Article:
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Friday, October 21. 2022
For pottage and puddings and custards and pies
Pilgrim verse, circa 1633
Pumpkins are just one variety of winter squash. Winter Squash have the virtues of being harvested in the fall, and easily storable for keeping through the winter in a root cellar as long as they do not freeze. All winter squash (Butternut, Acorn, etc) taste pretty similar and are more or less interchangeable in recipes.
Winter Squash, along with string beans, maize (which we call "corn" in the US, and many other foods like peppers, tomatoes, and potatoes) were first genetically modified for agriculture by American Indians.
Eastern Indians had large fields in which they grew winter squash, maize, and beans (which climbed up the corn stalks) together. In fact, one of the reasons the Pilgrims decided to stay in Plymouth was for the 50-acre and 100-acre planting fields that the Indians (recently dead probably from European diseases brought in by explorers and fishermen) had prepared there.
The Pumpkin of the Americas quickly became a popular crop in many parts of the world. Our Philippino nanny rarely made a Phillipino stew without pumpkin chunks in it. (Loved that Oxtail stew with peanut sauce, potato, and pumpkin, or her winter squash and string bean stew with coconut milk plus some shrimp or chicken chunks.) And people who have read Alexander McCall Smith's series, The No. 1 Ladies' Detective Agency, know how popular pumpkin became in the African diet. As for Pumpkin pasta recipes, there are tons of them.
Here's 41 Yummy Pumpkin Recipes.
Mashed pumpkin with salt, pepper and butter is great. Same with steamed pumpkin chunks. A little chopped fresh Sage is good with them. Never boil winter squash. Steam or roast, or it will get too soggy.
As for the olde standbys, Pumpkin Pie and Pumpkin Soup, those are OK too but the spices tend to obscure the subtle flavors of the winter squashes used. (Re Pumpkin Pie, the Maggie's Farm advice is to go very light on the sugar, and serve with a spoonful of whipped cream, then drizzled with 100% Maple Syrup.)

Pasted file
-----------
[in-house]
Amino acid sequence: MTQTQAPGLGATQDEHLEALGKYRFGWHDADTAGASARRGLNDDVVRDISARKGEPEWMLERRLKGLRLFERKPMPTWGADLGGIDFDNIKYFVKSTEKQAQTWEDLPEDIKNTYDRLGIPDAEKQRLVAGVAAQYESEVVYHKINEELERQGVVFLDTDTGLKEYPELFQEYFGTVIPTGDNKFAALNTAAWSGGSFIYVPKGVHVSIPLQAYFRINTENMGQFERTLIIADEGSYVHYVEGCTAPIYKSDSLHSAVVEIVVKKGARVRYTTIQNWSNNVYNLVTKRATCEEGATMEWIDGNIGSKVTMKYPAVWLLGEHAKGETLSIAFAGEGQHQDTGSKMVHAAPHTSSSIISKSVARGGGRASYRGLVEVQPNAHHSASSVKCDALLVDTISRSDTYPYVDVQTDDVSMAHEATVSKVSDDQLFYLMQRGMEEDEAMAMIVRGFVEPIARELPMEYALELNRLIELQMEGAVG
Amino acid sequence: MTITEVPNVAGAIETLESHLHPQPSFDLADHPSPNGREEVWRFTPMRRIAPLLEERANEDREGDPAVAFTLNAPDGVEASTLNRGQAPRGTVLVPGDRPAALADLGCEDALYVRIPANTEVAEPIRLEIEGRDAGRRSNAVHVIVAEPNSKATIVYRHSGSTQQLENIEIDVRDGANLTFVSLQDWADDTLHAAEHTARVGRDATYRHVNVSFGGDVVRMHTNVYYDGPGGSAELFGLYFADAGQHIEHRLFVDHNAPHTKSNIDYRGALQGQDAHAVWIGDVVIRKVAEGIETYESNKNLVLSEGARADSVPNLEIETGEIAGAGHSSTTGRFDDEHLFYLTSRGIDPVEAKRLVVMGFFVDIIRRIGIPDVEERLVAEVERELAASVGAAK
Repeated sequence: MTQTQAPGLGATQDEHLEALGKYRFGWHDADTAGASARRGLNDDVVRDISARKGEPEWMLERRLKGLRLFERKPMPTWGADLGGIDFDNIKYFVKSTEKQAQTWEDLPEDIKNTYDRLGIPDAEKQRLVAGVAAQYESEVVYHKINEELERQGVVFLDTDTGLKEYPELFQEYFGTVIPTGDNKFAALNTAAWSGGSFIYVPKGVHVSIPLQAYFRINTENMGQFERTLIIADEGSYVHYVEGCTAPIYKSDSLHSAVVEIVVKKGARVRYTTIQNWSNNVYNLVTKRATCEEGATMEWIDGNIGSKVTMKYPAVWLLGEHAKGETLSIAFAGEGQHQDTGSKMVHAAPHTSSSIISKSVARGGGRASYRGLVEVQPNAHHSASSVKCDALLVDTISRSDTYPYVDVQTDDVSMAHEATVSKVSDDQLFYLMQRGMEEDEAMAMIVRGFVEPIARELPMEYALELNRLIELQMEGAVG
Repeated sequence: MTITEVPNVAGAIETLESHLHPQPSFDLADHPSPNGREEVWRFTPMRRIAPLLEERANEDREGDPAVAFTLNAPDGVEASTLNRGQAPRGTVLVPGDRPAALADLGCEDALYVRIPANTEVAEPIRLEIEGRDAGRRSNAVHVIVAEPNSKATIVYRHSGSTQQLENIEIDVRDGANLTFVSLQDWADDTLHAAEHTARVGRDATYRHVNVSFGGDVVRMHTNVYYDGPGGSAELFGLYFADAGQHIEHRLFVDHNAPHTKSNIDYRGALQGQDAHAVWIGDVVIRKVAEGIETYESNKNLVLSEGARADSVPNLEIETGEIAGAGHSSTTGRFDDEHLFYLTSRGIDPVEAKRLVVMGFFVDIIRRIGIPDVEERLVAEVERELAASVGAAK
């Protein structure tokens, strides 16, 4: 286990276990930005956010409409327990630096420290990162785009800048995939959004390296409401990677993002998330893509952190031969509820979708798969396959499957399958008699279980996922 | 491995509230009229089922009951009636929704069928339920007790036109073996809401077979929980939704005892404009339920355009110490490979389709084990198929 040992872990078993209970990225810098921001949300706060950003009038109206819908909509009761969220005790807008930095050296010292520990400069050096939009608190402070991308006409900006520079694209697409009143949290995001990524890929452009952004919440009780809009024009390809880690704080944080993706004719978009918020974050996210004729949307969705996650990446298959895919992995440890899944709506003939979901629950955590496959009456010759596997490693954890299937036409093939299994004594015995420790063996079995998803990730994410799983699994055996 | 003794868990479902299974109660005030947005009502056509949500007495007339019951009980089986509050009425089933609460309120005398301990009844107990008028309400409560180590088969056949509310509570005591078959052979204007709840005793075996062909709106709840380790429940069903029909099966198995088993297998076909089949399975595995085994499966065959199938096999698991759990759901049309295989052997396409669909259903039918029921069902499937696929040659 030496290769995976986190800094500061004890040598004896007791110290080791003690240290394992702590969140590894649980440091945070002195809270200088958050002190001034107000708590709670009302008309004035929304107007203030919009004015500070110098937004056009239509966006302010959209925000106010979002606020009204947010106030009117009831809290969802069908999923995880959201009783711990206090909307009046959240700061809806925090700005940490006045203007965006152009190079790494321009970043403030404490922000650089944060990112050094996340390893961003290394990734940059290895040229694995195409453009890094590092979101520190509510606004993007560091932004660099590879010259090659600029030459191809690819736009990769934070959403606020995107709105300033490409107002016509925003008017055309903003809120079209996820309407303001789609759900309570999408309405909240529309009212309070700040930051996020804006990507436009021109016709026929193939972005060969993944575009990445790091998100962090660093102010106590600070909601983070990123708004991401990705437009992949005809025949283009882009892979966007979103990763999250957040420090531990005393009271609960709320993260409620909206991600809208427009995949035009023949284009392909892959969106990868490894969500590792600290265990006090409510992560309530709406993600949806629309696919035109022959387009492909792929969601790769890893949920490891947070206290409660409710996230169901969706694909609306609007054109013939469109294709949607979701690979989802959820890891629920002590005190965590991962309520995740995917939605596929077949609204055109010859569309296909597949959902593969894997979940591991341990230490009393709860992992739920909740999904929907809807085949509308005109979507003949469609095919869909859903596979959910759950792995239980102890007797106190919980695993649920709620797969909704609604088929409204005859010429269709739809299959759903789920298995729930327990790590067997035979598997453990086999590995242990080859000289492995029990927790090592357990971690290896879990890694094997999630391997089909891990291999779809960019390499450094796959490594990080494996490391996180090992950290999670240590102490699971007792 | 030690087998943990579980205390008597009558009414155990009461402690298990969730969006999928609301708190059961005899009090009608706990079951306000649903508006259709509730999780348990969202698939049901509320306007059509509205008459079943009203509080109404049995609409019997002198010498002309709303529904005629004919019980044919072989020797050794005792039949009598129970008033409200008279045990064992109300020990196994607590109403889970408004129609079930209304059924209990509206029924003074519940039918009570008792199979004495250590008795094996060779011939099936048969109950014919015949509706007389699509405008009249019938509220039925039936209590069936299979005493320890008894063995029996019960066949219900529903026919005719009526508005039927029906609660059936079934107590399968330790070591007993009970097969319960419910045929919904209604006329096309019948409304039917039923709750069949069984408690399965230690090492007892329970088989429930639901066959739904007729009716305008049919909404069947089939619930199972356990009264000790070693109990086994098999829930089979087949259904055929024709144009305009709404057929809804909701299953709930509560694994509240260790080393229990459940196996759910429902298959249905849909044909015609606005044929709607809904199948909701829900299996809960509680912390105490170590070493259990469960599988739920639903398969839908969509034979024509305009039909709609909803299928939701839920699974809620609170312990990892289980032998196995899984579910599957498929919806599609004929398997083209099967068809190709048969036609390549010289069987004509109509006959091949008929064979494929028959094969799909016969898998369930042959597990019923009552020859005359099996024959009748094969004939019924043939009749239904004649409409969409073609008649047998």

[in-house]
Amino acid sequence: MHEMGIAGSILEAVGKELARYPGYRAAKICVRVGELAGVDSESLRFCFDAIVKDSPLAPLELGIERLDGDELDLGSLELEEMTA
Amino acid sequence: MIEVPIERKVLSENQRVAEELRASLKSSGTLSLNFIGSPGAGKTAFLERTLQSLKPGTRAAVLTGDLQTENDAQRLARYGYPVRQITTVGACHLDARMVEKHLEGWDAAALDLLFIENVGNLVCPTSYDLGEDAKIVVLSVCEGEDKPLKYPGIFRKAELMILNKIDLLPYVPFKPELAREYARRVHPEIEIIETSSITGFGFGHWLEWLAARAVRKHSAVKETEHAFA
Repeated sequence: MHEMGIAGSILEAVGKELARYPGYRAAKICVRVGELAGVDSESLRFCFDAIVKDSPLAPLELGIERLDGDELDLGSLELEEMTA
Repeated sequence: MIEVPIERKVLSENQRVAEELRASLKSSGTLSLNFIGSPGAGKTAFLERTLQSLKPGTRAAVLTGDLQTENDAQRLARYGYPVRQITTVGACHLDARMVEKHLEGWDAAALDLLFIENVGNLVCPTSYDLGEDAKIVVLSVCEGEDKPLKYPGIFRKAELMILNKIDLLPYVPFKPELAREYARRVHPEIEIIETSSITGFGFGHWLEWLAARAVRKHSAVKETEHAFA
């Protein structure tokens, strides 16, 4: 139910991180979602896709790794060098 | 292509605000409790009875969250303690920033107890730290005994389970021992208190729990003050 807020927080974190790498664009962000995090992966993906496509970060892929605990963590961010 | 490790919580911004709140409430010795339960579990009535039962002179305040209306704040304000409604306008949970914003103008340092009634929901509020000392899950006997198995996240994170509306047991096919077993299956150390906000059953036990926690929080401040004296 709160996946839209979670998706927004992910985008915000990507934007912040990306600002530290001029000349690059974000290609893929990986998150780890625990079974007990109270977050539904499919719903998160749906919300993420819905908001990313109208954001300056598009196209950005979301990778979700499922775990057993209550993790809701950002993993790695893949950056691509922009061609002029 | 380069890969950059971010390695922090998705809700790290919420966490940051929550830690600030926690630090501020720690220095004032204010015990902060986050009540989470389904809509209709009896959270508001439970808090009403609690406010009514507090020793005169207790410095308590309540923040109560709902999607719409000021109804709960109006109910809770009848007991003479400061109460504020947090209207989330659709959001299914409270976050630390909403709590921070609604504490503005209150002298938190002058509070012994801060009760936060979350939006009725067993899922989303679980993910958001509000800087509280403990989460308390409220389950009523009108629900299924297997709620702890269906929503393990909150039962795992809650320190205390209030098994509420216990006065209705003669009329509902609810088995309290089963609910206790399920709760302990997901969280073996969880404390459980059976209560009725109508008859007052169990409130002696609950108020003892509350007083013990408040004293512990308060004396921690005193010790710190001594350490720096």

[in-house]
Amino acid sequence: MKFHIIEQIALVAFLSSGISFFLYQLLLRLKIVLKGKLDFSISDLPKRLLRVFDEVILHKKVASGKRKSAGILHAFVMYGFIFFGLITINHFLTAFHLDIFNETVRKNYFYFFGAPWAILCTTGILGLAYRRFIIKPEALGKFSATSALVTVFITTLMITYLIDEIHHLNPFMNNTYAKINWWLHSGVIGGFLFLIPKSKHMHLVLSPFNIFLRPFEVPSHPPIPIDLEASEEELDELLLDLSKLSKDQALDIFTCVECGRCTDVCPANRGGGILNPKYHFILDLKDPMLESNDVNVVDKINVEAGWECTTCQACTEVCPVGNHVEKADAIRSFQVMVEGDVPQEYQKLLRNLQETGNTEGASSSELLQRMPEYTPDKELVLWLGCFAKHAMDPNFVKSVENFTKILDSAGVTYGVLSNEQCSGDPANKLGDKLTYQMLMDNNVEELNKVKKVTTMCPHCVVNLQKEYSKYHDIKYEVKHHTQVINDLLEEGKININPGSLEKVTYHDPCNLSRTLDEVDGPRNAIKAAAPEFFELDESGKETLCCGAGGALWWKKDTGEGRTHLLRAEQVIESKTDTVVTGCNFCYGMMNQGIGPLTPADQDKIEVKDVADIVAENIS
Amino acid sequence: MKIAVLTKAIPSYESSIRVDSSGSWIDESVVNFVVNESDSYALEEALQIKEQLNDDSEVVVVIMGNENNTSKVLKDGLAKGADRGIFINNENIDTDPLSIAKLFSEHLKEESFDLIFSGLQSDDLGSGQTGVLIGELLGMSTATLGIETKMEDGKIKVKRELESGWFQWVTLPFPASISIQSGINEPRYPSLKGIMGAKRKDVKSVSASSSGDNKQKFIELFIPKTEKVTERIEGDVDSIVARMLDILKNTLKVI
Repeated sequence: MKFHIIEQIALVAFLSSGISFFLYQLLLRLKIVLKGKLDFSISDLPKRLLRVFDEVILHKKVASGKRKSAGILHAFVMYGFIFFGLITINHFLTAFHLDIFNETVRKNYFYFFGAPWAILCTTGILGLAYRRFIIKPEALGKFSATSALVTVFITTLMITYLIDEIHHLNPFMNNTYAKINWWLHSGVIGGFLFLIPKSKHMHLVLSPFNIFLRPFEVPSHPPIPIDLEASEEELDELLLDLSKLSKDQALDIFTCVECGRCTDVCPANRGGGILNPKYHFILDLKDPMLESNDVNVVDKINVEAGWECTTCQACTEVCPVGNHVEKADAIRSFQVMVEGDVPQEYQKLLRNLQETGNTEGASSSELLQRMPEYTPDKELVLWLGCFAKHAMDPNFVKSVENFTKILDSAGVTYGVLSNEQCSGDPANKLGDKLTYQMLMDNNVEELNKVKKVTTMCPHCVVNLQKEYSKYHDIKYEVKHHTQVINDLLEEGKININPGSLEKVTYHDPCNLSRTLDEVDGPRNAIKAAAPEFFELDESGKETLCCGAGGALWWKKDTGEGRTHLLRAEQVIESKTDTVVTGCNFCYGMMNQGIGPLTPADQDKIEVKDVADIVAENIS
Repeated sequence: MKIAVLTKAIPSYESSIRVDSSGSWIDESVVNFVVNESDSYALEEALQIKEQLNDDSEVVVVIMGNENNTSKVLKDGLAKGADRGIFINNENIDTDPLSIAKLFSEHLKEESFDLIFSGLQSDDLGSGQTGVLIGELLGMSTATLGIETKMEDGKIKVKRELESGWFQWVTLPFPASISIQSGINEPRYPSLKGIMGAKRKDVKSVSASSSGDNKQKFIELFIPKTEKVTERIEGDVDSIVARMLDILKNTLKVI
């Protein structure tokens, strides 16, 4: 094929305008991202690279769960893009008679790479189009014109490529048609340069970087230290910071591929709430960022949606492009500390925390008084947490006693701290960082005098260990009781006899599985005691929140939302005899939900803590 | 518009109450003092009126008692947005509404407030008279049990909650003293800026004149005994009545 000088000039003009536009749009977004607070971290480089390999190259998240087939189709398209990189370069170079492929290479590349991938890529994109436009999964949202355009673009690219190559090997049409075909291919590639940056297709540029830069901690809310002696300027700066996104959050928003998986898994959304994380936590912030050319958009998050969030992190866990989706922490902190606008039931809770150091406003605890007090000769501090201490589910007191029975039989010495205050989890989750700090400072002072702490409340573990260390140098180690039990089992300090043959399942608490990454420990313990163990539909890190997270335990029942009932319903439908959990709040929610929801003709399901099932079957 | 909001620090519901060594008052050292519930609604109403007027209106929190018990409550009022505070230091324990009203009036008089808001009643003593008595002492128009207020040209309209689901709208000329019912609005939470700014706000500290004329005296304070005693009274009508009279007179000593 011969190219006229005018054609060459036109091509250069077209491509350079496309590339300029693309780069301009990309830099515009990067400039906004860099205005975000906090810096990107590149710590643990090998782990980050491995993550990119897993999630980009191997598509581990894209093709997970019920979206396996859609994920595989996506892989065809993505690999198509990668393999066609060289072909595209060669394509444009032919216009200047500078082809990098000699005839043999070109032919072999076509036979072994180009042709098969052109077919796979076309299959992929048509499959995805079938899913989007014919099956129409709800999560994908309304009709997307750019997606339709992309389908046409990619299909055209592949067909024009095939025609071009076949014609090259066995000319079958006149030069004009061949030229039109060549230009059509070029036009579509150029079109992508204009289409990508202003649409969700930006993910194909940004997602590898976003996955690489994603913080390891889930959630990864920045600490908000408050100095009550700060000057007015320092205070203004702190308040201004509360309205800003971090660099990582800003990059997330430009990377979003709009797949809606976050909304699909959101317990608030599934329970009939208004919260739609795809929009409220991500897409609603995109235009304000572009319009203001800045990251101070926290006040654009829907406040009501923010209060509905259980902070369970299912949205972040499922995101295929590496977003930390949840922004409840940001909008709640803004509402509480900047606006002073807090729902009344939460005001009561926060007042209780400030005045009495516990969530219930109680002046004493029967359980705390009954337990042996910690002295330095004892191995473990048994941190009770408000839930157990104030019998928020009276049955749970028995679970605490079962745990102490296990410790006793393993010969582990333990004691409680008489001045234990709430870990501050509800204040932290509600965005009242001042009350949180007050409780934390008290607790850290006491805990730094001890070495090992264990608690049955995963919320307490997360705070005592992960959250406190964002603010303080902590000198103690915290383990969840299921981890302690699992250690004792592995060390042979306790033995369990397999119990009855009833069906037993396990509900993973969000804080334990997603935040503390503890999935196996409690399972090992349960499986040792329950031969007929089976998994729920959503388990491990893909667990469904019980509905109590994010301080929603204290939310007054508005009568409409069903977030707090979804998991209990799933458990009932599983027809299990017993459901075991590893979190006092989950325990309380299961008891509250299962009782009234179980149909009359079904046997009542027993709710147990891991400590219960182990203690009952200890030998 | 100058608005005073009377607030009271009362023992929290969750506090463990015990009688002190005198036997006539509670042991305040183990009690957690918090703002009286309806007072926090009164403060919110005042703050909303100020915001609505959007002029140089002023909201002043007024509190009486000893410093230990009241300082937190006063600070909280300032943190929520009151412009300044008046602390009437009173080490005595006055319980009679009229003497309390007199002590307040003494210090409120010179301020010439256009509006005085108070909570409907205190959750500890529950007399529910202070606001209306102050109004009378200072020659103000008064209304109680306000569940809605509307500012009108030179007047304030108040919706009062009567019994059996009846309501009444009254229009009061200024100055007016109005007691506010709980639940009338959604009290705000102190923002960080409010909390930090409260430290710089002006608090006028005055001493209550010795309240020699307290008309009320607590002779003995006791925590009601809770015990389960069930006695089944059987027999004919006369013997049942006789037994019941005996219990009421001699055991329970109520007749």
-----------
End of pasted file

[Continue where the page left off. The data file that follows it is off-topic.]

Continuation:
Megan McArdle wrote this: Yes, Some of US Really Like Pumpkin
Kenyan Pumpkin Curry Recipe
EAST AFRICAN PUMPKIN STEW
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I love the look of pumpkins, and carving them, but Waltham Butternut are easier to grow (less susceptible to squash borers, squash bugs, cucumber beetles, powdery mildew) and a prettier deep orange flesh which is less watery and not at all stringy. Also, butternut is naturally sweet so needs little sweetener. Only drawback --no yummy pumpkin seeds. I WISH I cd find a pest resistant pumpkin with good seeds as well as edible flesh.
We serve butternut squash as a vitamin rich starch w dinner (tastier than rice or pasta). Also squash and ginger garlic soup in a chicken stock base.
Pumpkin and squash are good for thickening pasta sauce, curry or beef gravy. My dog loves the scraped out squash skins and bits of squash. Squash thickens apple pie juices more tasty and nutritiously than corn syrup.
You can make mangoes stretch further when making chutney w pumpkin added. I use the leftover heel of a butternut squash to make squash muffins for breakfast.
Babies really love squash. I l love squash.
pumpkin (and other winter squash) is great in that it can be served sweet or savory - as you suggest with just butter, salt, and pepper as a side dish or a savory soup for a main dish or with brown sugar and spices or maple syrup for dessert. Not too many other foods can do that.
One time my vegetarian cousin cooked a pot of beans with a winter squash which was very tasty. Probably butternut.
I threw our Halloween pumpkin, uncut, onto the compost pile last winter.
What did I get but dozens of pumpkin seedlings in the Spring. Culled them but not enough as I'm overrun with vines.
Thanks to your "fried squash blossom" post I'm trying to grow squash & eggplant & pumpkins. We'll see. My late second wife could grow grass on concrete- I have trouble with simple wildflowers.
I have no idea why I was blocked for years from your comments & suddenly can, but it is welcome....